Defensive Body Language

Even before we acknowledge that we’re getting defensive, our defensive body language starts to tell a story of defensive communication.

Defensive communication usually takes place when we are (or we think we are):

Cobra in   Defense Position• Judged

• Manipulated

• Criticized

• Attacked

• Looked down upon

• Made wrong


It doesn’t matter if it the threats or attacks are real or just perceived, what matter is that the reaction that arises is defensive.

We all react differently when we feel defensive, some of us will avoid the confrontation and some of us will confront the attacker (or perceived attacker) head on.

Signs of Defensive Body Language

Our body language will accurately reflect how we handle defensiveness.

If we feel attacked or vulnerable and feel that we need to erect a barrier, our body will show crossed arms, and sometimes crossed legs. We may go as far as walking behind an area that can offer coverage, like a desk, or a podium, or a chair. Or we may raise a hand, as if we were telling the person "Stop".

If we think of feel that we are being manipulated and that we need to defend ourselves from a manipulator or controlling person, we may raise a hand or an eyebrow and stare back at the person in defiance as if saying "Spare me".

If we’re being criticized or judged and we’re letting the criticism get to us, we are likely to shrink our shoulders, to look down, to become smaller in our frame. On the other hand, if the criticism is not getting to us, we will not engage in defensive communication and our body will keep a normal stance.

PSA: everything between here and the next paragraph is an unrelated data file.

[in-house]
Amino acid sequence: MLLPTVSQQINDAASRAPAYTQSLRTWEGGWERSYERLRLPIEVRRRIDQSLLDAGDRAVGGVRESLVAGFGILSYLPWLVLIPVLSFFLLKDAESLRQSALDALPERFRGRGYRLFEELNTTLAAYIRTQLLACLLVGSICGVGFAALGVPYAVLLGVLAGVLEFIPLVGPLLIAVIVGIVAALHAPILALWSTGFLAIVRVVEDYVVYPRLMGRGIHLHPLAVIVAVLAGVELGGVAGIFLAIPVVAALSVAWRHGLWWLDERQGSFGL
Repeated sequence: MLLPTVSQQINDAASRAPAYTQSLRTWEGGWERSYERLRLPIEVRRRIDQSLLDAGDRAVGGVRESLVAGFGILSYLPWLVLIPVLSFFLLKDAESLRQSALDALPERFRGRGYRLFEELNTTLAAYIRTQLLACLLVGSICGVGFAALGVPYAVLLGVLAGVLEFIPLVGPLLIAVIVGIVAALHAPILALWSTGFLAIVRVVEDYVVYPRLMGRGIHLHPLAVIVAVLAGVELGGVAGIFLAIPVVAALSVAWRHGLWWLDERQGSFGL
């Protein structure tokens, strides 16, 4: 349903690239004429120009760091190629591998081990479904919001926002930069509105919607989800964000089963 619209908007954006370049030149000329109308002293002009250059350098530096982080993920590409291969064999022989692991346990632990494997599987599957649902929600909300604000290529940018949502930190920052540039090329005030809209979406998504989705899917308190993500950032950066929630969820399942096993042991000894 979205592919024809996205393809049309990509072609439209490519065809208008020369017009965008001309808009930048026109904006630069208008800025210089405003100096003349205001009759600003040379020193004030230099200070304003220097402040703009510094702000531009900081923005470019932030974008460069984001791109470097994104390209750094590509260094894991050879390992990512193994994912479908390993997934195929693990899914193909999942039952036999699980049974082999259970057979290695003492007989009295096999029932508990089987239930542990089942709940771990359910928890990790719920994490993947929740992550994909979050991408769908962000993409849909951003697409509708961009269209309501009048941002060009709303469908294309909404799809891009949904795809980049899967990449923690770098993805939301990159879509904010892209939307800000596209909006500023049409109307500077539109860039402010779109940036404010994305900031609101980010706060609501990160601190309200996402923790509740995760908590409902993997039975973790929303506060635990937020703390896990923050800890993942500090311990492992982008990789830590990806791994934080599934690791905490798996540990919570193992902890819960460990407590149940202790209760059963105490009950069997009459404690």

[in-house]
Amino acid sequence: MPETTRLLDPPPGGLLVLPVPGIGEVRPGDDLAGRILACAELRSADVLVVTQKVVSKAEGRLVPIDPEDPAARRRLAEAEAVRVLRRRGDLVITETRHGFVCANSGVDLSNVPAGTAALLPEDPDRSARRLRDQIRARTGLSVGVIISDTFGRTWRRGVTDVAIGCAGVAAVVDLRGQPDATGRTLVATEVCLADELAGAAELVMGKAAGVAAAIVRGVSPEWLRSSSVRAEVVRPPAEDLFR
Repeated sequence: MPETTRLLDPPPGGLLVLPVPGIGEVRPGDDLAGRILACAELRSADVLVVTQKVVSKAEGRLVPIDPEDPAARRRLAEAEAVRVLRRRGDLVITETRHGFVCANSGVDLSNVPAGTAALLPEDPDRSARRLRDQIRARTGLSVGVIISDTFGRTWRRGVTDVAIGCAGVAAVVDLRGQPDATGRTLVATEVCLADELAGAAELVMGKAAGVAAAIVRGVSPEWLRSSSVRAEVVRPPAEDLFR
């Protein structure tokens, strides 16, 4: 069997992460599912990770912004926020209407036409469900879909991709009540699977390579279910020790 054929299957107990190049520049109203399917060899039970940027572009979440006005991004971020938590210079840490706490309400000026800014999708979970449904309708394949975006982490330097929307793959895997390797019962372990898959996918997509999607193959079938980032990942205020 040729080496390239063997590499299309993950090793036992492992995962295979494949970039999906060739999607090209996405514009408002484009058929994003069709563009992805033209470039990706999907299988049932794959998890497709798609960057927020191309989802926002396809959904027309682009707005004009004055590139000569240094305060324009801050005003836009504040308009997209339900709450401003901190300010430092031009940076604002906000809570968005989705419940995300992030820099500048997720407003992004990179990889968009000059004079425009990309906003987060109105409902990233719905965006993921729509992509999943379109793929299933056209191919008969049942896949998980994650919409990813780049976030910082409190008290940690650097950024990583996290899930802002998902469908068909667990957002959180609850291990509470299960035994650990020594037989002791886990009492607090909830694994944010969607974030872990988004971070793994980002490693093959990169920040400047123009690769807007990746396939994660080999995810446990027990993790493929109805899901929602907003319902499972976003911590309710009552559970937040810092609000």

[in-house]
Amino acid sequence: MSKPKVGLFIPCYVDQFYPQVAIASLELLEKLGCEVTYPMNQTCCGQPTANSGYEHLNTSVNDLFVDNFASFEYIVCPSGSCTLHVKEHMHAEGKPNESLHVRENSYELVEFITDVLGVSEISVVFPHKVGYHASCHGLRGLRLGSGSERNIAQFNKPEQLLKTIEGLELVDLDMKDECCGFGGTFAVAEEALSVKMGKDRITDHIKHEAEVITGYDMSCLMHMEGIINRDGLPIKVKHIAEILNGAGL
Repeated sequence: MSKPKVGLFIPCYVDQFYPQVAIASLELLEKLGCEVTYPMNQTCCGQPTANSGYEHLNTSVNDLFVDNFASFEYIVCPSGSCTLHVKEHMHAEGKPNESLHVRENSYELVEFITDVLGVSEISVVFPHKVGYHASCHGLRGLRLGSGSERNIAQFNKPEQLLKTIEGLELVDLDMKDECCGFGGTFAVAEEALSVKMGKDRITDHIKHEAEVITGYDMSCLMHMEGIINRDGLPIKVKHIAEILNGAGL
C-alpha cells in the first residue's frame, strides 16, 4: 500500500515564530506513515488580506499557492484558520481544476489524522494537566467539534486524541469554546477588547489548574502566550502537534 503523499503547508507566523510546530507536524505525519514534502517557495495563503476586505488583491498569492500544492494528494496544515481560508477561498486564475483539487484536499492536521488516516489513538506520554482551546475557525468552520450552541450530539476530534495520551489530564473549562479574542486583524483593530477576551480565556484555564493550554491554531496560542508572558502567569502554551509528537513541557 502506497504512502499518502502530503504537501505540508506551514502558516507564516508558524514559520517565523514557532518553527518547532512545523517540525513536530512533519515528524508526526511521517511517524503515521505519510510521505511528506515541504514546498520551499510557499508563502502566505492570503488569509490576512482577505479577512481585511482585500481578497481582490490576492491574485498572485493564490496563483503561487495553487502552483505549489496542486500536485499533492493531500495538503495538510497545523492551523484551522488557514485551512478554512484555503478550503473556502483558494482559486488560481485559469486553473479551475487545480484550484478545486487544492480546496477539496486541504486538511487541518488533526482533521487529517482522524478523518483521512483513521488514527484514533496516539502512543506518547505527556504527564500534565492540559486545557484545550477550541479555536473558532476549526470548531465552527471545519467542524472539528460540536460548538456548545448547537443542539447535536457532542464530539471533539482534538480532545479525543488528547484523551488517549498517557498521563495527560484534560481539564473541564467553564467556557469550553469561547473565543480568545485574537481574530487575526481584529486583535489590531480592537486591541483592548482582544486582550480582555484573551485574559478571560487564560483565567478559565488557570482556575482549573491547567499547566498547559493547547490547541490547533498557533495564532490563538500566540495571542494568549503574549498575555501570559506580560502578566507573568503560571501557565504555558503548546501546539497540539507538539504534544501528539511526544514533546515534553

If we’re made wrong and we care about it, we may become agitated, perhaps raise our voice, fluster while trying to make the other person wrong. Alternatively, if we are the type of people who dislike confrontations, we may just go silent and show an attitude of I don’t give a d…n.

If we feel afraid and want to avoid a confrontation by passing undetected, we may hunch, avert our gaze and begin to put distance between the other person and us.

If we feel attacked and believe that we’re the only ones that can defend ourselves or the group, we’ll prepare for battle: our heart will pound harder, our face will fluster, our forehead will frown, our jaws will protrude. We will lean forward, perhaps even close (or pound) our fists. From defensive communication we may switch to aggressive communication. Our bodies will reflect the mental switch.

What can you do with this information?

For one, you can be alert to defensive body language in others and adjust your delivery accordingly.

If you tend to get defensive, be aware that others will notice it, even if you don’t say a word. Perhaps it’s time to do a reality check and see if you are truly being attacked, or if you are oversensitive. You may want to read more about defensive communication to figure out where you go from here.